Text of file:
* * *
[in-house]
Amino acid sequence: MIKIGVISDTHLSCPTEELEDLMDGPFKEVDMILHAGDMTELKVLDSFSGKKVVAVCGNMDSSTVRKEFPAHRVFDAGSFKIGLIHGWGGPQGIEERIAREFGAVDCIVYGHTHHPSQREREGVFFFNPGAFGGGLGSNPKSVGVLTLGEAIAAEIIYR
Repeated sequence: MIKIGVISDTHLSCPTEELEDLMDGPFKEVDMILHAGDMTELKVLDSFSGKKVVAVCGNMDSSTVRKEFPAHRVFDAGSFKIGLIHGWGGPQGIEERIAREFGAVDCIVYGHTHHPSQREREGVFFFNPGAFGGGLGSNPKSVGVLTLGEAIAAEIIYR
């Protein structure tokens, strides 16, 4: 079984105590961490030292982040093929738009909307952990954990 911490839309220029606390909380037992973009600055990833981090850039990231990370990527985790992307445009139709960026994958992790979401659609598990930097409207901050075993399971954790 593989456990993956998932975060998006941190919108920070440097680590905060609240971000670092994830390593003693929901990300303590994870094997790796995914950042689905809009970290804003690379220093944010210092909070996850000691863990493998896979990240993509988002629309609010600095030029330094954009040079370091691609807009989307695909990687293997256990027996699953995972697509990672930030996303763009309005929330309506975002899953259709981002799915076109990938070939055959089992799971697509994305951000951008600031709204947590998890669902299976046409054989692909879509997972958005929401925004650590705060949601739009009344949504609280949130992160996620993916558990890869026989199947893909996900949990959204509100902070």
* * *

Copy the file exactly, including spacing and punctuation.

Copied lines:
[in-house]
Amino acid sequence: MIKIGVISDTHLSCPTEELEDLMDGPFKEVDMILHAGDMTELKVLDSFSGKKVVAVCGNMDSSTVRKEFPAHRVFDAGSFKIGLIHGWGGPQGIEERIAREFGAVDCIVYGHTHHPSQREREGVFFFNPGAFGGGLGSNPKSVGVLTLGEAIAAEIIYR
Repeated sequence: MIKIGVISDTHLSCPTEELEDLMDGPFKEVDMILHAGDMTELKVLDSFSGKKVVAVCGNMDSSTVRKEFPAHRVFDAGSFKIGLIHGWGGPQGIEERIAREFGAVDCIVYGHTHHPSQREREGVFFFNPGAFGGGLGSNPKSVGVLTLGEAIAAEIIYR
């Protein structure tokens, strides 16, 4: 079984105590961490030292982040093929738009909307952990954990 911490839309220029606390909380037992973009600055990833981090850039990231990370990527985790992307445009139709960026994958992790979401659609598990930097409207901050075993399971954790 593989456990993956998932975060998006941190919108920070440097680590905060609240971000670092994830390593003693929901990300303590994870094997790796995914950042689905809009970290804003690379220093944010210092909070996850000691863990493998896979990240993509988002629309609010600095030029330094954009040079370091691609807009989307695909990687293997256990027996699953995972697509990672930030996303763009309005929330309506975002899953259709981002799915076109990938070939055959089992799971697509994305951000951008600031709204947590998890669902299976046409054989692909879509997972958005929401925004650590705060949601739009009344949504609280949130992160996620993916558990890869026989199947893909996900949990959204509100902070």